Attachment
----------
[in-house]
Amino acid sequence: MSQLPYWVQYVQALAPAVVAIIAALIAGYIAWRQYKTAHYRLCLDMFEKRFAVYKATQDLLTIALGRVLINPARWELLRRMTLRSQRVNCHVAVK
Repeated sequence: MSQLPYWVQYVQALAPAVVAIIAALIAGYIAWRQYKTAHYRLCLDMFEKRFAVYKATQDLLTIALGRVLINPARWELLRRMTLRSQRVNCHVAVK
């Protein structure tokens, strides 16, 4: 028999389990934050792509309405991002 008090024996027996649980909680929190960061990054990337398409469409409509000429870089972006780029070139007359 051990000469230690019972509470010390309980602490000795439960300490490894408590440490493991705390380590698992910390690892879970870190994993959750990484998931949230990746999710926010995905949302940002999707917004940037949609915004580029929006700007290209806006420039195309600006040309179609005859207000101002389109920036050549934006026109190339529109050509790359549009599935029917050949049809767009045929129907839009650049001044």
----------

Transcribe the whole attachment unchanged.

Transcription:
[in-house]
Amino acid sequence: MSQLPYWVQYVQALAPAVVAIIAALIAGYIAWRQYKTAHYRLCLDMFEKRFAVYKATQDLLTIALGRVLINPARWELLRRMTLRSQRVNCHVAVK
Repeated sequence: MSQLPYWVQYVQALAPAVVAIIAALIAGYIAWRQYKTAHYRLCLDMFEKRFAVYKATQDLLTIALGRVLINPARWELLRRMTLRSQRVNCHVAVK
């Protein structure tokens, strides 16, 4: 028999389990934050792509309405991002 008090024996027996649980909680929190960061990054990337398409469409409509000429870089972006780029070139007359 051990000469230690019972509470010390309980602490000795439960300490490894408590440490493991705390380590698992910390690892879970870190994993959750990484998931949230990746999710926010995905949302940002999707917004940037949609915004580029929006700007290209806006420039195309600006040309179609005859207000101002389109920036050549934006026109190339529109050509790359549009599935029917050949049809767009045929129907839009650049001044």